Allowing a formal proof system to self improve while avoiding Lobian obstacles.

[Epistemic sta­tus, can’t spot a mis­take, but am not con­fi­dant that there isn’t one, if you find any­thing please say so. Post­ing largely be­cause the com­mu­nity value of a new good idea is larger than any harm that might be caused by a flawed proof. ]

Sup­pose you have an au­to­matic proof checker. Its con­nected to a source of state­ments that are some­times cor­rect proofs, and some­times not. The proof checker wants to re­ject all false proofs, and ac­cept as many of the true proofs as pos­si­ble. It also wants to be able to up­date its own proof frame­work.

Define to be a set of state­ments in a par­tic­u­lar for­mal­ism, say those that are gram­mat­i­cally well defined in PA. Let be any se­quence from some alpha­bet of sym­bols. Let

and be the set of pro­grams that have the prop­erty that

In other words, is the set of all pro­grams that never prove false state­ments. We should never leave or need to talk about any pro­gram not in it.

For write to mean . Ie proves

A sim­ple setup would con­sist of a start­ing pro­gram and a rule that says,

If then you can add to your list of trusted provers. If proves the sound­ness of , then you can ac­cept any state­ment when given a proof of it in .

The lo­bian ob­sta­cle is that must be strictly weaker than , in that can prove any state­ment that can, but can prove the sound­ness of and can’t prove its own sound­ness. This means that each trusted prover has to be strictly weaker than the one that gen­er­ated it. You could start with PA+3^^^3 and say that a few weak­en­ings aren’t a prob­lem, but that isn’t an el­e­gant solu­tion.

Note: You can’t get around this prob­lem us­ing cy­cles. Suppose

This would imply

So any cy­cle could be shrunk by 1, and in­duc­tively, shrunk to a self trust­ing sys­tem.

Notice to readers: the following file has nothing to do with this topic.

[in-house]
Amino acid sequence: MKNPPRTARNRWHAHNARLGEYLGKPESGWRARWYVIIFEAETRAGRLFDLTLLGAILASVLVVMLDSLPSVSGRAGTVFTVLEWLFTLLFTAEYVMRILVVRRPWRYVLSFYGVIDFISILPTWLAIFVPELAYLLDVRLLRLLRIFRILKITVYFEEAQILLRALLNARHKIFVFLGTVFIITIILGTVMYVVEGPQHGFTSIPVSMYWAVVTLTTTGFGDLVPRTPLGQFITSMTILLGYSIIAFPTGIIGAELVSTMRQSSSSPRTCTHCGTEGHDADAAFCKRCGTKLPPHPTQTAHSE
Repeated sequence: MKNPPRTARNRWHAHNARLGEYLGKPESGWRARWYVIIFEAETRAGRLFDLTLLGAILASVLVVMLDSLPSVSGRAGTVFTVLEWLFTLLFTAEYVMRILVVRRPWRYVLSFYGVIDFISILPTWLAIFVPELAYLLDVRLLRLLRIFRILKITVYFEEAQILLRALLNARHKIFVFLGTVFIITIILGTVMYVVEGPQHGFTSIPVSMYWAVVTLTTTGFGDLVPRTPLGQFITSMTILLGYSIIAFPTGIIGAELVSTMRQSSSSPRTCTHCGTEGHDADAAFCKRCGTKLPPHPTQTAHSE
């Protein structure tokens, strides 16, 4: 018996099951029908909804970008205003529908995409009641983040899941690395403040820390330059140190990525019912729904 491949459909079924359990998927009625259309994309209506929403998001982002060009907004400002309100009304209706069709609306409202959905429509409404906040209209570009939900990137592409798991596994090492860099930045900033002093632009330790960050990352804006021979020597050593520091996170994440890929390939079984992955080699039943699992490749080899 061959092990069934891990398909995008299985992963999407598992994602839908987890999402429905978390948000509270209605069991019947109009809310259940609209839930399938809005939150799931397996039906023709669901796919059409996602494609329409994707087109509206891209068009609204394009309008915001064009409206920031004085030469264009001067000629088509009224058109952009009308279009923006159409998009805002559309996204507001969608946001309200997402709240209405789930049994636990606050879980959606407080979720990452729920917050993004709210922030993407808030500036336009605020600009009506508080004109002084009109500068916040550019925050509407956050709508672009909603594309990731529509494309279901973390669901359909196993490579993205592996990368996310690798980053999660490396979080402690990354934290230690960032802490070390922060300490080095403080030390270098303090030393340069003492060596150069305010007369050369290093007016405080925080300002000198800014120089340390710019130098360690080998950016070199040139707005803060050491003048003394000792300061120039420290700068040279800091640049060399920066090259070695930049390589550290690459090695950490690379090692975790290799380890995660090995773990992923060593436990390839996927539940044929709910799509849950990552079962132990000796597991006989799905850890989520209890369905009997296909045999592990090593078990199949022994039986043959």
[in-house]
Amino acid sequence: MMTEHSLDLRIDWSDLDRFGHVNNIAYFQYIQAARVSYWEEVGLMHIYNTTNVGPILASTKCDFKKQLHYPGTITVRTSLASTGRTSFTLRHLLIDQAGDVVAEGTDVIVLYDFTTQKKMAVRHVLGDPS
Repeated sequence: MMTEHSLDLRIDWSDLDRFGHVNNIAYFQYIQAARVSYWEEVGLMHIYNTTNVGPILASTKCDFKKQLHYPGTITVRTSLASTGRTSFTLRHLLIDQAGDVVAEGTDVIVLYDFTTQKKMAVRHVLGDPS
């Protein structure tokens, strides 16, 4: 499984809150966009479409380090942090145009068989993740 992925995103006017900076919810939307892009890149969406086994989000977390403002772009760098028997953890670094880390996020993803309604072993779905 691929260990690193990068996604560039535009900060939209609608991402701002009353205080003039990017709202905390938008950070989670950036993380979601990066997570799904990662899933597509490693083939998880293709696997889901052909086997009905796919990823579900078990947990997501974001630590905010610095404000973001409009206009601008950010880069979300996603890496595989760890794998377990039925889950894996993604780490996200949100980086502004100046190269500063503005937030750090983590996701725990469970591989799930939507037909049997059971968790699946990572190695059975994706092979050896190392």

I pro­pose in­stead that you use the rule.

If then ac­cept any fu­ture proofs that are ac­cepted by , and give all rights given to , in­clud­ing tak­ing to mean that is ac­cepted, and so on re­cur­sively. If is sound, then so any­thing that is proven by can be proven by . If isn’t sound, it can prove any­thing any­way.

Note that if is a straight­for­ward iso­mor­phism of then they are eas­ily proven equiv­a­lent. How­ever, if says “run Tur­ing ma­chine for steps, if it doesn’t halt, check if is a valid proof of , if does halt, re­turn ” then it could be equiv­a­lent to from a sec­ond or­der logic per­spec­tive, but can’t prove that never halts.

Still, this rule al­lows us to prove any­thing prov­able in and only things prov­able in , while also al­low­ing the user to add short­hands and se­man­tic sugar.

Note that the “proof” could just be the num­ber of pro­ces­sor cy­cles you want to run a proof search for be­fore giv­ing up. In fact, this frame­work lets you swap and mix be­tween hand proved re­sults, and au­to­mat­i­cally proved re­sults (with search time cut off) as you see fit.

This for­mal­ism al­lows a any sys­tem con­tain­ing a proof checker to au­to­mat­i­cally up­grade it­self to a ver­sion that has the same Godelian equiv­alence class, but is more suited to the hard­ware available.